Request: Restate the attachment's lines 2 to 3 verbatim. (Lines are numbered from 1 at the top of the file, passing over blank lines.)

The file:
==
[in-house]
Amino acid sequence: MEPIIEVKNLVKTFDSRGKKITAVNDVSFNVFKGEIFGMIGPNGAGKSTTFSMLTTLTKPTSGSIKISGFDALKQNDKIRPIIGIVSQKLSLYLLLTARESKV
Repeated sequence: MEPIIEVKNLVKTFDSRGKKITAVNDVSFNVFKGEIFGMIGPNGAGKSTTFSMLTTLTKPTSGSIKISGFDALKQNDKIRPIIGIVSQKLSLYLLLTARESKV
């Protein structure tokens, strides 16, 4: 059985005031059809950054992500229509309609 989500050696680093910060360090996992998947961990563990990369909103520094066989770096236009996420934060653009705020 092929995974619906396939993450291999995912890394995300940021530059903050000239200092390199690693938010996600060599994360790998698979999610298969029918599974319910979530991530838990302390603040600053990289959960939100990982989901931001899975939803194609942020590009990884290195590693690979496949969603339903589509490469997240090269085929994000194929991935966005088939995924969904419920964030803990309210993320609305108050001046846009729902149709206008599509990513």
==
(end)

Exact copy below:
Amino acid sequence: MEPIIEVKNLVKTFDSRGKKITAVNDVSFNVFKGEIFGMIGPNGAGKSTTFSMLTTLTKPTSGSIKISGFDALKQNDKIRPIIGIVSQKLSLYLLLTARESKV
Repeated sequence: MEPIIEVKNLVKTFDSRGKKITAVNDVSFNVFKGEIFGMIGPNGAGKSTTFSMLTTLTKPTSGSIKISGFDALKQNDKIRPIIGIVSQKLSLYLLLTARESKV